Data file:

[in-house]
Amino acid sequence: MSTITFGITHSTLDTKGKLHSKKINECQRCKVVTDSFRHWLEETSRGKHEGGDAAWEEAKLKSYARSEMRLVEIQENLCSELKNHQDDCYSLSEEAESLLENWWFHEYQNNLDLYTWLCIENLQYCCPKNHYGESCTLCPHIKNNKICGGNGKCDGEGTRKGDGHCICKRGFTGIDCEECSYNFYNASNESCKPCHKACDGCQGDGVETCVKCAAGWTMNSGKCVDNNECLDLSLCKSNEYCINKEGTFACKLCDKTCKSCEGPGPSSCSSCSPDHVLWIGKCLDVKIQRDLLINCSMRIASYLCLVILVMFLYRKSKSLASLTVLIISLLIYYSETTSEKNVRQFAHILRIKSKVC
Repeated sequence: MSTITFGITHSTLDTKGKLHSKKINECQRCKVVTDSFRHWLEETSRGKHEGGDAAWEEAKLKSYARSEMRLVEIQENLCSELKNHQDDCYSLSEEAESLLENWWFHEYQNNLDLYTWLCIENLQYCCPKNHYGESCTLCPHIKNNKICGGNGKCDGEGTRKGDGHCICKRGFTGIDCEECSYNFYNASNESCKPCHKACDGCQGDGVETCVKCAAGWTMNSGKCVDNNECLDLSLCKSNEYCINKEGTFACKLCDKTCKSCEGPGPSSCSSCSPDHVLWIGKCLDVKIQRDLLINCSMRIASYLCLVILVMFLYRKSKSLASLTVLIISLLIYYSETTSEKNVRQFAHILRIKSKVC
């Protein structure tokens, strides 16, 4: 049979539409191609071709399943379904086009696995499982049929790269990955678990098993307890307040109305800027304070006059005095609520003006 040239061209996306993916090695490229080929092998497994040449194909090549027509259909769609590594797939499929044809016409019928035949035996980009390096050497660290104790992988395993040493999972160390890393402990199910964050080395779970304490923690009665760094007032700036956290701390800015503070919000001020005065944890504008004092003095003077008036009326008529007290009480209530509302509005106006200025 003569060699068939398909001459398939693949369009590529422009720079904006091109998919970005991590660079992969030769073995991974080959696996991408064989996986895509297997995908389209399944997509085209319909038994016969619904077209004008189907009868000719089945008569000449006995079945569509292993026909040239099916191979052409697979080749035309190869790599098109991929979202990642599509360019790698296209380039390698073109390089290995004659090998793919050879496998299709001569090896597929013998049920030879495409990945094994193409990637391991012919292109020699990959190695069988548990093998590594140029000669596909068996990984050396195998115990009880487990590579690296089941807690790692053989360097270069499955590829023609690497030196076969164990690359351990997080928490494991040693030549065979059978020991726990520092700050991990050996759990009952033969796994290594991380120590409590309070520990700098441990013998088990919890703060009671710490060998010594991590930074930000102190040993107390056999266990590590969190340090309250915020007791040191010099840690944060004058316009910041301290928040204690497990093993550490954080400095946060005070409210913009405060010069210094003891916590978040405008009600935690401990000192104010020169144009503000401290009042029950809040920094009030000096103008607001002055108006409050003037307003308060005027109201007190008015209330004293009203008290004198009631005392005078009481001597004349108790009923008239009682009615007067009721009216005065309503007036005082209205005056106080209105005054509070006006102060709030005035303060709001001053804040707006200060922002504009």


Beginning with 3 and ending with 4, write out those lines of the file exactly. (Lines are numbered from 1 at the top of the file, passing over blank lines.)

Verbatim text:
Repeated sequence: MSTITFGITHSTLDTKGKLHSKKINECQRCKVVTDSFRHWLEETSRGKHEGGDAAWEEAKLKSYARSEMRLVEIQENLCSELKNHQDDCYSLSEEAESLLENWWFHEYQNNLDLYTWLCIENLQYCCPKNHYGESCTLCPHIKNNKICGGNGKCDGEGTRKGDGHCICKRGFTGIDCEECSYNFYNASNESCKPCHKACDGCQGDGVETCVKCAAGWTMNSGKCVDNNECLDLSLCKSNEYCINKEGTFACKLCDKTCKSCEGPGPSSCSSCSPDHVLWIGKCLDVKIQRDLLINCSMRIASYLCLVILVMFLYRKSKSLASLTVLIISLLIYYSETTSEKNVRQFAHILRIKSKVC
């Protein structure tokens, strides 16, 4: 049979539409191609071709399943379904086009696995499982049929790269990955678990098993307890307040109305800027304070006059005095609520003006 040239061209996306993916090695490229080929092998497994040449194909090549027509259909769609590594797939499929044809016409019928035949035996980009390096050497660290104790992988395993040493999972160390890393402990199910964050080395779970304490923690009665760094007032700036956290701390800015503070919000001020005065944890504008004092003095003077008036009326008529007290009480209530509302509005106006200025 003569060699068939398909001459398939693949369009590529422009720079904006091109998919970005991590660079992969030769073995991974080959696996991408064989996986895509297997995908389209399944997509085209319909038994016969619904077209004008189907009868000719089945008569000449006995079945569509292993026909040239099916191979052409697979080749035309190869790599098109991929979202990642599509360019790698296209380039390698073109390089290995004659090998793919050879496998299709001569090896597929013998049920030879495409990945094994193409990637391991012919292109020699990959190695069988548990093998590594140029000669596909068996990984050396195998115990009880487990590579690296089941807690790692053989360097270069499955590829023609690497030196076969164990690359351990997080928490494991040693030549065979059978020991726990520092700050991990050996759990009952033969796994290594991380120590409590309070520990700098441990013998088990919890703060009671710490060998010594991590930074930000102190040993107390056999266990590590969190340090309250915020007791040191010099840690944060004058316009910041301290928040204690497990093993550490954080400095946060005070409210913009405060010069210094003891916590978040405008009600935690401990000192104010020169144009503000401290009042029950809040920094009030000096103008607001002055108006409050003037307003308060005027109201007190008015209330004293009203008290004198009631005392005078009481001597004349108790009923008239009682009615007067009721009216005065309503007036005082209205005056106080209105005054509070006006102060709030005035303060709001001053804040707006200060922002504009």